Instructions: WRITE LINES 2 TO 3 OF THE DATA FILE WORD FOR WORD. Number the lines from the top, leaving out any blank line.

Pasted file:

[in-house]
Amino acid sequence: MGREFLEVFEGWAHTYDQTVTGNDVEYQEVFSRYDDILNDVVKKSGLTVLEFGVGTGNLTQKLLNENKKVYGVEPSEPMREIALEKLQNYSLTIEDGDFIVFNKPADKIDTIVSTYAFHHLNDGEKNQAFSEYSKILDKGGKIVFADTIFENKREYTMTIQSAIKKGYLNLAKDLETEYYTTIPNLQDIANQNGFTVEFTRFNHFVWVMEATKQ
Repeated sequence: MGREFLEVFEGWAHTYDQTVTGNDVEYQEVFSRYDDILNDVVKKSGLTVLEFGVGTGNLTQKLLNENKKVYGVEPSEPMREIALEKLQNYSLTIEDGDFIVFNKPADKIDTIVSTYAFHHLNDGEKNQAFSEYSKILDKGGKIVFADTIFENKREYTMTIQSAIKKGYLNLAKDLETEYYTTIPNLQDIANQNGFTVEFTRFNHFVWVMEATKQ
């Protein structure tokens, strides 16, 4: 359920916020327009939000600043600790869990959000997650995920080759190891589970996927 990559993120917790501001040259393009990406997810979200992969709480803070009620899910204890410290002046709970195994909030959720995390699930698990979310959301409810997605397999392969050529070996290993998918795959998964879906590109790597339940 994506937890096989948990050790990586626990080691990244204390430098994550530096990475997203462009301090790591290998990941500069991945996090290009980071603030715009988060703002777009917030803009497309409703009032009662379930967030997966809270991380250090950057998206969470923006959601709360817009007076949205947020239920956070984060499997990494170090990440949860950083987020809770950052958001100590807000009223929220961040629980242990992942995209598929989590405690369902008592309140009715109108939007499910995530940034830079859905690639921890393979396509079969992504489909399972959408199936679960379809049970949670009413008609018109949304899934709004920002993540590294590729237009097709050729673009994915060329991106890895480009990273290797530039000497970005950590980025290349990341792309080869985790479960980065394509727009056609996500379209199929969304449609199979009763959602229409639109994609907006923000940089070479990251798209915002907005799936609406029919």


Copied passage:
Amino acid sequence: MGREFLEVFEGWAHTYDQTVTGNDVEYQEVFSRYDDILNDVVKKSGLTVLEFGVGTGNLTQKLLNENKKVYGVEPSEPMREIALEKLQNYSLTIEDGDFIVFNKPADKIDTIVSTYAFHHLNDGEKNQAFSEYSKILDKGGKIVFADTIFENKREYTMTIQSAIKKGYLNLAKDLETEYYTTIPNLQDIANQNGFTVEFTRFNHFVWVMEATKQ
Repeated sequence: MGREFLEVFEGWAHTYDQTVTGNDVEYQEVFSRYDDILNDVVKKSGLTVLEFGVGTGNLTQKLLNENKKVYGVEPSEPMREIALEKLQNYSLTIEDGDFIVFNKPADKIDTIVSTYAFHHLNDGEKNQAFSEYSKILDKGGKIVFADTIFENKREYTMTIQSAIKKGYLNLAKDLETEYYTTIPNLQDIANQNGFTVEFTRFNHFVWVMEATKQ